Well, I don’t have much to show for another week, except a child’s drawing of a tree with some pomegranates on it. See, here’s the thing — I draw animals. Or beasties. Or animal-beasties. Meat-things, with heat and heft and tooth and claw and few, if any, easily-detachable body parts.
Then we come to the trees.
Your basic carnivorous mammal looks a certain way — four proper legs and two proper eyes and the head on the front and the tail on the back, covered in furry earth tones that get lighter toward the tummy. Your basic primate or songbird will look nothing like this, but there are always some basic analogues. If you’re trying to figure out which part of the dog is the knee, you can stand on your toes and work backward from there. Spread out your fingers to draw bat wings, press them together for birds’. Wings go on top, legs on the bottom, horns at the front and tails at the end.
Trees seem to laugh at such boundaries by refusing to have a set size, shape, or number of limbs. If anything from an anole to an antelope were wandering around with its innards scooped out, missing half its face, and/or with offspring in various stages of development budding awkwardly out from its ankles, you would probably assume you were on the set of one of the many delightful post-apocalyptic nightmare programs that have become increasingly popular as of late. Sure, there are animals out there that can grow back missing bits or duplicate themselves or both, but few so dramatically and not-grotesquely as your average plant. Birds molt and mammals hibernate, but to do both simultaneously would seem a little excessive outside kingdom Plantae. A deciduous tree that doesn’t have at least four different seasonal outfits is bound to be laughed out of town by its neighbors. Raising a puppy in a small flowerpot will not result in a healthy but attractively gnarled, miniature dog.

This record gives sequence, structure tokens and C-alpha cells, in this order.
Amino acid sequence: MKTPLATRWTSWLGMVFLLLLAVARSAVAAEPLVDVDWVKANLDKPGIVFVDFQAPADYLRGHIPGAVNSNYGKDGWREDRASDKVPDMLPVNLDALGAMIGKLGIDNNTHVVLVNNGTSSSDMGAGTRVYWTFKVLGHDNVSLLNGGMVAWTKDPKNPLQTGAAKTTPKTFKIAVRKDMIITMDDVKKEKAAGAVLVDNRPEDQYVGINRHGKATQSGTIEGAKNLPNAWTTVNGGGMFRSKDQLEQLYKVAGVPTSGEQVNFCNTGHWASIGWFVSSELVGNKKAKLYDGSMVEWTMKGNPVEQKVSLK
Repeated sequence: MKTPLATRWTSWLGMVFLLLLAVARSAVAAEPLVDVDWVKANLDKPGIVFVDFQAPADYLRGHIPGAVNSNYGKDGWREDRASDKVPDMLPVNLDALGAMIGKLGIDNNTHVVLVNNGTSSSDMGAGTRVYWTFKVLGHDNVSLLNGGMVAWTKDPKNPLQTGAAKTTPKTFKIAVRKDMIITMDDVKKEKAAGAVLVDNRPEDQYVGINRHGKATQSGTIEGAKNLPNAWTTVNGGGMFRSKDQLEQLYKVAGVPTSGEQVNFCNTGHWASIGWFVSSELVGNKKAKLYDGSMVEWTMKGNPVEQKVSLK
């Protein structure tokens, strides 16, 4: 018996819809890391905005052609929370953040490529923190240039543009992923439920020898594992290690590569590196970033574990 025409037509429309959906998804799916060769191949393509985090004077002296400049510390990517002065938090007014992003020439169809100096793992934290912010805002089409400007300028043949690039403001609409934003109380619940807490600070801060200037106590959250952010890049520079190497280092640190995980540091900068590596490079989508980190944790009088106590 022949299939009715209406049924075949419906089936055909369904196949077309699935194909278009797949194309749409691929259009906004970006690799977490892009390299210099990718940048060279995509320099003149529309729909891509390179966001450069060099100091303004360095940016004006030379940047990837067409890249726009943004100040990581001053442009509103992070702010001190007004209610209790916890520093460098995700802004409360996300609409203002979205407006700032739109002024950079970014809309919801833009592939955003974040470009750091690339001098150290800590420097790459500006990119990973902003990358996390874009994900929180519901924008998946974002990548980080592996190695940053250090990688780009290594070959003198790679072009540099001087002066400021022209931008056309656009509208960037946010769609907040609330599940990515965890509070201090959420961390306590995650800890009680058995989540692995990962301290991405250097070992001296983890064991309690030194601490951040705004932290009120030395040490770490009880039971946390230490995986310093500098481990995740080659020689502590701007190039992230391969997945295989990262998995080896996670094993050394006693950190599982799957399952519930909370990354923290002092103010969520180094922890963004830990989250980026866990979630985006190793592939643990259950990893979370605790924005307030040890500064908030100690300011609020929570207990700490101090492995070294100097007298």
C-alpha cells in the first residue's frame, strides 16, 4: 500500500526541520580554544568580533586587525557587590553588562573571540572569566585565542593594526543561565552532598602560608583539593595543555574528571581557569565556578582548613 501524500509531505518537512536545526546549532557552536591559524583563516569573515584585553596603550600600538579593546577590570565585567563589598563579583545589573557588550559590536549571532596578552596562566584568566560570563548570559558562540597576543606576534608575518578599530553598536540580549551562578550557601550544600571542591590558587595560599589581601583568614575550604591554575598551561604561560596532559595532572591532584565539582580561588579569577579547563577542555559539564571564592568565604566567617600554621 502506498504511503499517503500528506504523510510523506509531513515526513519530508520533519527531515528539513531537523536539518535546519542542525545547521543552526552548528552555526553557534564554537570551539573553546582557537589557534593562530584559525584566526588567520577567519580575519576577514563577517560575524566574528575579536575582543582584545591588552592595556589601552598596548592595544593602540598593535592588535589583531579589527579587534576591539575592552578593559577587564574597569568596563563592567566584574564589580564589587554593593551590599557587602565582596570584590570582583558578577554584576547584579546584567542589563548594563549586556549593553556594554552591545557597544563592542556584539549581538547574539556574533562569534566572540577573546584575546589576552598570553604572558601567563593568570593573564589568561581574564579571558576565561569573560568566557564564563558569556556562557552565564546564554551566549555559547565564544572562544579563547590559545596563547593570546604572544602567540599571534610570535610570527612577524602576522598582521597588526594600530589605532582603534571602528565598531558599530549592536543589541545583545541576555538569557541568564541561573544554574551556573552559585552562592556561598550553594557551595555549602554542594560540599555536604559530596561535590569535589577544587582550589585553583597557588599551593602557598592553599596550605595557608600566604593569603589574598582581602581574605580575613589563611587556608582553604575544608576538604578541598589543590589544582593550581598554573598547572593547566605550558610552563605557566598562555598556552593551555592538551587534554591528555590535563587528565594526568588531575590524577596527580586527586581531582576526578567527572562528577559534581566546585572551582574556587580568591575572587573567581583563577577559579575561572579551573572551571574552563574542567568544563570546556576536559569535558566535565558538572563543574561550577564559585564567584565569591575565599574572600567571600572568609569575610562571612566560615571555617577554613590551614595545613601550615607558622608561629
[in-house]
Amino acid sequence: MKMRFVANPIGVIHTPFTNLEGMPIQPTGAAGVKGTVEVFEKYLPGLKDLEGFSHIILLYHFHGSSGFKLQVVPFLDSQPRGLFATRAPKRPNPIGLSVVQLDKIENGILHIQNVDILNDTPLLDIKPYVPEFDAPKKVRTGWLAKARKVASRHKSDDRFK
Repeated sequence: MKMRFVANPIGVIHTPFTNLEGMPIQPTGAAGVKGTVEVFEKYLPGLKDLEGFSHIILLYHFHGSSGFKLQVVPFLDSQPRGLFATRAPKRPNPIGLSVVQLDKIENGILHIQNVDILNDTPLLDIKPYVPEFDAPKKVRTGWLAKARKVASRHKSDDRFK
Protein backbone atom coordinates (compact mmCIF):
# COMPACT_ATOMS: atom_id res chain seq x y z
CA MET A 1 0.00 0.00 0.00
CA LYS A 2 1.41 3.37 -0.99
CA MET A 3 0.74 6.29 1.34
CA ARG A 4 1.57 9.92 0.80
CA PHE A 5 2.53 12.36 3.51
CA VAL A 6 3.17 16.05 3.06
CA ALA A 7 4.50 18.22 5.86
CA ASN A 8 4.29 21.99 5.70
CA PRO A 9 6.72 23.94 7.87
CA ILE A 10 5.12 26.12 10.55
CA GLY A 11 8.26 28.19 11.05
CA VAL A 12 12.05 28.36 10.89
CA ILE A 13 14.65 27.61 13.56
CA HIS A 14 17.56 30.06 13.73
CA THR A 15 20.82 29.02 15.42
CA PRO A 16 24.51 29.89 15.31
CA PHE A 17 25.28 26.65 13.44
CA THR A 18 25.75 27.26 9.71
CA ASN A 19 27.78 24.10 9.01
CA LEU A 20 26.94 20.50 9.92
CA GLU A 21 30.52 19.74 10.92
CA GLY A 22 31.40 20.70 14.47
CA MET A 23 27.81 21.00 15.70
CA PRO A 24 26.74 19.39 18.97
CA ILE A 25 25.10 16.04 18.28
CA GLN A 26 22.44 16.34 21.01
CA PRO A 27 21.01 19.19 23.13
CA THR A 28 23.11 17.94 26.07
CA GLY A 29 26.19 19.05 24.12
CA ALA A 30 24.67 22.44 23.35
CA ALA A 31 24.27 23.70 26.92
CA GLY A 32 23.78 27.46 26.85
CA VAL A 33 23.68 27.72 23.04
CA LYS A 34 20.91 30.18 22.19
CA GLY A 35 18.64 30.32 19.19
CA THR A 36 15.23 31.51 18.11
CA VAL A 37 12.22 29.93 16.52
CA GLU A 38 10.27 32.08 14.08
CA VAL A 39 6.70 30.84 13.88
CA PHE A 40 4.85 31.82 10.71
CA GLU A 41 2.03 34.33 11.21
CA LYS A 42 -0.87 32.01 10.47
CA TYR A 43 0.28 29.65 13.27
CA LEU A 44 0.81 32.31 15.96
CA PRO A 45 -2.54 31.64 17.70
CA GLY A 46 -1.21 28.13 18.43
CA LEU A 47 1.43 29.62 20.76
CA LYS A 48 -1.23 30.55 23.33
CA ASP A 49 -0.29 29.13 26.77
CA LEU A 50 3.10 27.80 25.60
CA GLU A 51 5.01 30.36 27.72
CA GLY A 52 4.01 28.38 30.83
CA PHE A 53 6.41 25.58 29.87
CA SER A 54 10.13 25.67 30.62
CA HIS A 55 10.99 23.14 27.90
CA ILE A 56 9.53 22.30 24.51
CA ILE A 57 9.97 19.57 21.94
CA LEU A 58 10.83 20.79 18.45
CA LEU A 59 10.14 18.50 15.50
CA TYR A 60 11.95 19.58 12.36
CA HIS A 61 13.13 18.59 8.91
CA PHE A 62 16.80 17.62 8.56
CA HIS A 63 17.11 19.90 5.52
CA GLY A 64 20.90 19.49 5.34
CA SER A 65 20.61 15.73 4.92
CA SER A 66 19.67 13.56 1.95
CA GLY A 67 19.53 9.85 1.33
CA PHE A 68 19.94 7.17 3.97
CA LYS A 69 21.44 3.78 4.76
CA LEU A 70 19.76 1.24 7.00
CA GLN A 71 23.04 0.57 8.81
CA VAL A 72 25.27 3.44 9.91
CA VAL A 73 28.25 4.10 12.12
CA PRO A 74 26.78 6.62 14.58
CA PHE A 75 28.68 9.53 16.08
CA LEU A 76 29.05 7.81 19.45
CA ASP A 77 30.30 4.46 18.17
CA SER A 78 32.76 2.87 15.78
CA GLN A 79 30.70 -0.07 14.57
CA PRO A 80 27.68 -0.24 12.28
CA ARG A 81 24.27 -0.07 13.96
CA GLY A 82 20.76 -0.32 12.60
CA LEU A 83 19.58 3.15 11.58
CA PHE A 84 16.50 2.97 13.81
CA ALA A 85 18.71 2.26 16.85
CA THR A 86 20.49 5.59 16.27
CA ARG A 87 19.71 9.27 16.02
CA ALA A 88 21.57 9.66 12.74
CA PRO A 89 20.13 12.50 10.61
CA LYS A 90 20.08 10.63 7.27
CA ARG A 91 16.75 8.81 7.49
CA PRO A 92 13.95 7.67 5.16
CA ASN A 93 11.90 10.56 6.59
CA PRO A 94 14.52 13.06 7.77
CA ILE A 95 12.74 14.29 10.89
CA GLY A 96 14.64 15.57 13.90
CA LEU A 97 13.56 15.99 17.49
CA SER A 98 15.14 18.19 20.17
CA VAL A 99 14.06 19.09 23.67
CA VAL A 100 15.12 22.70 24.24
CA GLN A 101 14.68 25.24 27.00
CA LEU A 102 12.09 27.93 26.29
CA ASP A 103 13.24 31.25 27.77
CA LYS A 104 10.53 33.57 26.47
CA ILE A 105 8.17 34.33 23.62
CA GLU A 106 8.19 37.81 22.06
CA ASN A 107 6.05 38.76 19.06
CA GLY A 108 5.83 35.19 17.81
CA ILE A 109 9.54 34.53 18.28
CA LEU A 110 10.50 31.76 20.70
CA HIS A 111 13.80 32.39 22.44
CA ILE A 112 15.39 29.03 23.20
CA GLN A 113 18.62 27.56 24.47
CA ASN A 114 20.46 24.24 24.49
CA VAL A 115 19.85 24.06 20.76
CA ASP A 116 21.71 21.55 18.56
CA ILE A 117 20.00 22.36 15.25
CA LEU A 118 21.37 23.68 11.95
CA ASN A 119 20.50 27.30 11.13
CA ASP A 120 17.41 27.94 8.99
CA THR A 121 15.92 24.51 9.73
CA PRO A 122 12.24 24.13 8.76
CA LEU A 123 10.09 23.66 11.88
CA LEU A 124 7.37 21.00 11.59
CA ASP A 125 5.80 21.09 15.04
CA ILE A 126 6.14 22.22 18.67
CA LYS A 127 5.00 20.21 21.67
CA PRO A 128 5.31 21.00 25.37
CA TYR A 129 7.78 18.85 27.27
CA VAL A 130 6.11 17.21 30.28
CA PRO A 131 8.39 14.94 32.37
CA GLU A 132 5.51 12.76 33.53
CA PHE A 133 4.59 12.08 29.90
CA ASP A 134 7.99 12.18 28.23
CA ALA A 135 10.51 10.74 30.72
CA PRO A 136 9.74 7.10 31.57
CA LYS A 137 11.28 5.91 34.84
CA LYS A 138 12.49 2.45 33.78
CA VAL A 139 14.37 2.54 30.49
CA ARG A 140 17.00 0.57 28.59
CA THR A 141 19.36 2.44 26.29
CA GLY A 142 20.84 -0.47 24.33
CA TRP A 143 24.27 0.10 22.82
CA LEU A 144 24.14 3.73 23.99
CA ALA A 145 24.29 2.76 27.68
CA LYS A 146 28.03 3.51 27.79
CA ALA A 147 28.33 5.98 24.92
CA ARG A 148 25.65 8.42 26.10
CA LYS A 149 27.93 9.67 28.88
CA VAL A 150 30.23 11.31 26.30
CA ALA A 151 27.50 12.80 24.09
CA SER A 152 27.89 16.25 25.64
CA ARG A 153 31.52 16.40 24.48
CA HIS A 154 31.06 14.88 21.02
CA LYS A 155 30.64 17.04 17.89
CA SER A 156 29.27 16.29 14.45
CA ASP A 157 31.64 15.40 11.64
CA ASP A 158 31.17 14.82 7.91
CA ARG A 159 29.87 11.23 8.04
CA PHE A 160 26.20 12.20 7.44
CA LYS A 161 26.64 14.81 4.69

Basically, what I’m saying here is, trees are confusing and weird and while I like them alright as a concept, I cannot understand how to draw them so I’m just going to have to stick with “brown log with single picturesque knot, assorted oval-shaped leaves, and levitating red fruits” in the long-standing childhood tradition. There’s an underlying rhythm to them, I’m sure, but I’m just not feeling it. As you can see, I couldn’t even get the basic “swoop” of the trunk right in the first go, so now there’s an odd little ghost-trunk sneaking out from behind it. With animals I can just play it by ear until the thing looks right (speaking of which, Mr. Beastie’s feet need some remedial attention), but I wash my hands of trees.
Hm. I actually intended to say something about my colored pencils this week, but apparently my arboreal nervous breakdown took precedence. Ah well, maybe next time.